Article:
Review: Lisa Adams’ ‘Second Life’ sets off on an engaging journey


If painting can be said to live at the threshold between the external visual world of objects and the internal visual world of the imagination, the relative pull of either pole varies widely from artist to artist, and even within the lifetime of a single artist.

In Lisa Adams’ “Second Life,” her second solo exhibition with CB1 Gallery, the tug of war is palpable.

The cause of this equivocation was at least partly physiological. In the midst of her work on the 16 paintings that appear in the show, Adams was diagnosed with a torn retina. She was unable to see for several weeks following surgery, and unable to paint for several months. The external gaze was obliged to turn in, and the work that emerged bears traces of a struggle to reconcile the two modes of seeing.


FULL COVERAGE: 2013 Spring arts preview

The finely wrought birds, trees, flowers and cloudscapes of earlier work have given way, in large part, to a speculative tussle with geometric form and the layering of loose, enigmatic fragments.

As in previous work, Adams’ compositions float in a flat, indeterminate space characterized by fleeting indications of a sky or a horizon line. The tone, however, is less organic than cognitive, implying a realm of painterly subconscious, with undercurrents of De Chirico, Dalí and Miró.

It is not a shift from representation to abstraction — Adams has always moved between the two — so much as the loosening of a hold on representational objects, with all their advantages and limitations, and a self-conscious embrace of the more nebulous terms of imaginative space.

PHOTOS: Arts and culture in pictures by The Times

They are, on the whole, rather awkward paintings. Not all manage to spark with equal conviction. It is the awkwardness of investigation, however, rather than complacency or incompetence, that makes the show an engaging journey.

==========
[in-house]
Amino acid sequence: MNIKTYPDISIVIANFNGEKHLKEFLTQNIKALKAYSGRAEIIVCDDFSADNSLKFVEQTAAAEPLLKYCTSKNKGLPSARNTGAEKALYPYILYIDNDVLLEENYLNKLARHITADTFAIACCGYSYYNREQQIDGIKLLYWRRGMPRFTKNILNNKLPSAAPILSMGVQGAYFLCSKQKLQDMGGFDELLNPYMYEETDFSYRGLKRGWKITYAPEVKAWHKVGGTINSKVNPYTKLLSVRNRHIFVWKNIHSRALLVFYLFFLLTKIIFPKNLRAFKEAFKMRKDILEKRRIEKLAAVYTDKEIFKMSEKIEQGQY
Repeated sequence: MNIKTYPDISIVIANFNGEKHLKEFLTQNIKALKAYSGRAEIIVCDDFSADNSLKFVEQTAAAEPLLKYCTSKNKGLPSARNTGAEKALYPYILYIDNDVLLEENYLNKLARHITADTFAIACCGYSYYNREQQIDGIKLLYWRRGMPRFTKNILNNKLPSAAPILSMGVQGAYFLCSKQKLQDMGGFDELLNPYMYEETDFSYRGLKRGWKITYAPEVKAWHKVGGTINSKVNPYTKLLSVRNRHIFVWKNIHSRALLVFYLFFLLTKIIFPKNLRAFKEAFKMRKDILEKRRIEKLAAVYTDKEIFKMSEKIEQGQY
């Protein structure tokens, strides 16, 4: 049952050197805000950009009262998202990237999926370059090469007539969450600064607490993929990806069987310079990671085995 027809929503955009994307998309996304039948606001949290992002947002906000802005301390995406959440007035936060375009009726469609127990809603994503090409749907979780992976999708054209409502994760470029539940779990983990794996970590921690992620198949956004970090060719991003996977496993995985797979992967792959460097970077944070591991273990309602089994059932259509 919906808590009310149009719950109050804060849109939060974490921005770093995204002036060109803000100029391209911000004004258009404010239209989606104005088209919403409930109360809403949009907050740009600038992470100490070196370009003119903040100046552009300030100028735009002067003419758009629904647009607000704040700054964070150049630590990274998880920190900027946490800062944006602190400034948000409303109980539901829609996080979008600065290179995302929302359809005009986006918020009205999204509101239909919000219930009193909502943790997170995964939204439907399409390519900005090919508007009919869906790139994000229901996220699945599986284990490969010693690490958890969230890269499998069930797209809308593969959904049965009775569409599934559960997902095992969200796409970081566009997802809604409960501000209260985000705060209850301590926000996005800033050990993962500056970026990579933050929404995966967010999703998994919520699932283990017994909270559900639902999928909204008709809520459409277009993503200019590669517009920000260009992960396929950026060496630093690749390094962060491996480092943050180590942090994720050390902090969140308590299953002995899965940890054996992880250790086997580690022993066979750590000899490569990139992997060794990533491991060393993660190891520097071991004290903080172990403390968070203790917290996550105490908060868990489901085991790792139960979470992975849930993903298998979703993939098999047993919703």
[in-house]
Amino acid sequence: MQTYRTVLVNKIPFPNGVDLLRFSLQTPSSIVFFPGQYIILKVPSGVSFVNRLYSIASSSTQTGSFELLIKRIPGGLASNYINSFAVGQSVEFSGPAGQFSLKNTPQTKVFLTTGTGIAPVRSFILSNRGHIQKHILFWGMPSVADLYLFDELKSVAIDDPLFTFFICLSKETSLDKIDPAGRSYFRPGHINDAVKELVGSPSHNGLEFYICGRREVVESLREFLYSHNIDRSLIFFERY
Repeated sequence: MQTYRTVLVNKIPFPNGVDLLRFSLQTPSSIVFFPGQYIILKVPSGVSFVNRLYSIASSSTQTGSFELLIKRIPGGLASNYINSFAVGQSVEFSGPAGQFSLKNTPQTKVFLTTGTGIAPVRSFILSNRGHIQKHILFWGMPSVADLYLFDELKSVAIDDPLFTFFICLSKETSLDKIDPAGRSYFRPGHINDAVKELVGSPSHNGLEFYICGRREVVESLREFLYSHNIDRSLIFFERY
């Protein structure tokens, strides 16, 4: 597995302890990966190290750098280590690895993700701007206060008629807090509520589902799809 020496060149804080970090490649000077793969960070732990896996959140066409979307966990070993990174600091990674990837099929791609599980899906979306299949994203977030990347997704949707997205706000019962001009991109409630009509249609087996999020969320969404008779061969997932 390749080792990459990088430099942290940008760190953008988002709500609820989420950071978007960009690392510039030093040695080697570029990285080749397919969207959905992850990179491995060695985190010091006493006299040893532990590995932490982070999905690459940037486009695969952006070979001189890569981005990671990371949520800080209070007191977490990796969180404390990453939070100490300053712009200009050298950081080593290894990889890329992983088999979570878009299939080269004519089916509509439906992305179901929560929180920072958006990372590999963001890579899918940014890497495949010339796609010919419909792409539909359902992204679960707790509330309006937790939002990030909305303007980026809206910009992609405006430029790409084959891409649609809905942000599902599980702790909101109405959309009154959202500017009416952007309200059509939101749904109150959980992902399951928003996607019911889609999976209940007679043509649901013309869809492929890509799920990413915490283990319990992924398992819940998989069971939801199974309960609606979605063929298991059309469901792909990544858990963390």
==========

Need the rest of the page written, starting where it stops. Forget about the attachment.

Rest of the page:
That there is one truly stunning painting in the group seems ample evidence that the journey is likely to bear fruit in the end. Titled “The Mire of Epiphany,” it is, perhaps notably, the simplest of the lot: A flat black dot, roughly 18 inches in diameter, floats at the center of a 4-by-5-foot canvas against a beautifully rendered image of clouds and sky, with a handful of slender leafy vines hanging enigmatically to one side.

Without denying Adams’ considerable skill as a representational painter — or the pleasure that skill is sure to inspire in her audience — the work holds any potential indulgence in check with the power of that one geometric shape.

A sphere or a hole, a presence or an absence, an addition or a removal, a Baldessarian joke or a window upon the abyss — the ambiguity of the dot’s implications draws both the painting and the whole experiment of a show into a taut and captivating puzzle.

CB1 Gallery, 207 W. 5th St., Los Angeles, (213) 806-7889, through May 12. Closed Monday and Tuesday.


INTERACTIVE: Christopher Hawthorne’s On the Boulevards

CHEAT SHEET: Spring Arts Preview


PHOTOS: Arts and culture in pictures